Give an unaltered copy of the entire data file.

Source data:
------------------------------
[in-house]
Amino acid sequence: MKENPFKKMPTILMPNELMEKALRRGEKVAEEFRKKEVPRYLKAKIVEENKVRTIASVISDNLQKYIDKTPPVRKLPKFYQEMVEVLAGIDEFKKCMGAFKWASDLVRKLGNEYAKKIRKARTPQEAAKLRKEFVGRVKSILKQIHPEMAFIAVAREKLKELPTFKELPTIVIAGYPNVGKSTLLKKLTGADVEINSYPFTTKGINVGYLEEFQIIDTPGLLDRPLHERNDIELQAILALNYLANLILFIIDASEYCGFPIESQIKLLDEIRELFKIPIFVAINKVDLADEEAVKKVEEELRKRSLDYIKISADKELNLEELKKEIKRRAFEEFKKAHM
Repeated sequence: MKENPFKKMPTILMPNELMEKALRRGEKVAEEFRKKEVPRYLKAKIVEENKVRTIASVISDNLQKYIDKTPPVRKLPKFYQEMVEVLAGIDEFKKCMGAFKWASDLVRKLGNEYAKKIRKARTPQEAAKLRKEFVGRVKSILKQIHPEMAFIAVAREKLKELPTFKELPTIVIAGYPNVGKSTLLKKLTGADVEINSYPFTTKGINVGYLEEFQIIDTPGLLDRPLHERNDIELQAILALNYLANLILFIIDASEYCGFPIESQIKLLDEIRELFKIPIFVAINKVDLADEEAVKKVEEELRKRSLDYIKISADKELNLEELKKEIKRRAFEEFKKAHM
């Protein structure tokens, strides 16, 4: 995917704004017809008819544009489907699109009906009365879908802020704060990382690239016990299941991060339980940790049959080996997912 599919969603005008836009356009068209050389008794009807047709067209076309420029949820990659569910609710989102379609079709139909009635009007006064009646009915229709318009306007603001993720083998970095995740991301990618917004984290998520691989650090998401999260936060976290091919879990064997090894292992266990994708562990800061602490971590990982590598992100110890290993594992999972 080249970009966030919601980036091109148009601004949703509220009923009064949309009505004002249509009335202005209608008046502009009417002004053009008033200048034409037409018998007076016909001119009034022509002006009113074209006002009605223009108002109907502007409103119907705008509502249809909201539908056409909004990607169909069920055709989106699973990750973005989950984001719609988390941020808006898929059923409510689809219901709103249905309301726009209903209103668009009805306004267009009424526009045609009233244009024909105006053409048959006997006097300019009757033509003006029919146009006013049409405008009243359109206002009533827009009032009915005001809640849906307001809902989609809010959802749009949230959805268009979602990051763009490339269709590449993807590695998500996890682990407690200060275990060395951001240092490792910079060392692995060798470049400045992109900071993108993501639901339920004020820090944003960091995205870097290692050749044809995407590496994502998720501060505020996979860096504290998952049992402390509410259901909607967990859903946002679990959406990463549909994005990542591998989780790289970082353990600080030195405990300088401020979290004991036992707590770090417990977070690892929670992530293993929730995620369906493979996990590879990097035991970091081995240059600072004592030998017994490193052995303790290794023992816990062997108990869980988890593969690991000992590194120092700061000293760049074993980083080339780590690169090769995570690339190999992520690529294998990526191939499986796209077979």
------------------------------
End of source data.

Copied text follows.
[in-house]
Amino acid sequence: MKENPFKKMPTILMPNELMEKALRRGEKVAEEFRKKEVPRYLKAKIVEENKVRTIASVISDNLQKYIDKTPPVRKLPKFYQEMVEVLAGIDEFKKCMGAFKWASDLVRKLGNEYAKKIRKARTPQEAAKLRKEFVGRVKSILKQIHPEMAFIAVAREKLKELPTFKELPTIVIAGYPNVGKSTLLKKLTGADVEINSYPFTTKGINVGYLEEFQIIDTPGLLDRPLHERNDIELQAILALNYLANLILFIIDASEYCGFPIESQIKLLDEIRELFKIPIFVAINKVDLADEEAVKKVEEELRKRSLDYIKISADKELNLEELKKEIKRRAFEEFKKAHM
Repeated sequence: MKENPFKKMPTILMPNELMEKALRRGEKVAEEFRKKEVPRYLKAKIVEENKVRTIASVISDNLQKYIDKTPPVRKLPKFYQEMVEVLAGIDEFKKCMGAFKWASDLVRKLGNEYAKKIRKARTPQEAAKLRKEFVGRVKSILKQIHPEMAFIAVAREKLKELPTFKELPTIVIAGYPNVGKSTLLKKLTGADVEINSYPFTTKGINVGYLEEFQIIDTPGLLDRPLHERNDIELQAILALNYLANLILFIIDASEYCGFPIESQIKLLDEIRELFKIPIFVAINKVDLADEEAVKKVEEELRKRSLDYIKISADKELNLEELKKEIKRRAFEEFKKAHM
């Protein structure tokens, strides 16, 4: 995917704004017809008819544009489907699109009906009365879908802020704060990382690239016990299941991060339980940790049959080996997912 599919969603005008836009356009068209050389008794009807047709067209076309420029949820990659569910609710989102379609079709139909009635009007006064009646009915229709318009306007603001993720083998970095995740991301990618917004984290998520691989650090998401999260936060976290091919879990064997090894292992266990994708562990800061602490971590990982590598992100110890290993594992999972 080249970009966030919601980036091109148009601004949703509220009923009064949309009505004002249509009335202005209608008046502009009417002004053009008033200048034409037409018998007076016909001119009034022509002006009113074209006002009605223009108002109907502007409103119907705008509502249809909201539908056409909004990607169909069920055709989106699973990750973005989950984001719609988390941020808006898929059923409510689809219901709103249905309301726009209903209103668009009805306004267009009424526009045609009233244009024909105006053409048959006997006097300019009757033509003006029919146009006013049409405008009243359109206002009533827009009032009915005001809640849906307001809902989609809010959802749009949230959805268009979602990051763009490339269709590449993807590695998500996890682990407690200060275990060395951001240092490792910079060392692995060798470049400045992109900071993108993501639901339920004020820090944003960091995205870097290692050749044809995407590496994502998720501060505020996979860096504290998952049992402390509410259901909607967990859903946002679990959406990463549909994005990542591998989780790289970082353990600080030195405990300088401020979290004991036992707590770090417990977070690892929670992530293993929730995620369906493979996990590879990097035991970091081995240059600072004592030998017994490193052995303790290794023992816990062997108990869980988890593969690991000992590194120092700061000293760049074993980083080339780590690169090769995570690339190999992520690529294998990526191939499986796209077979």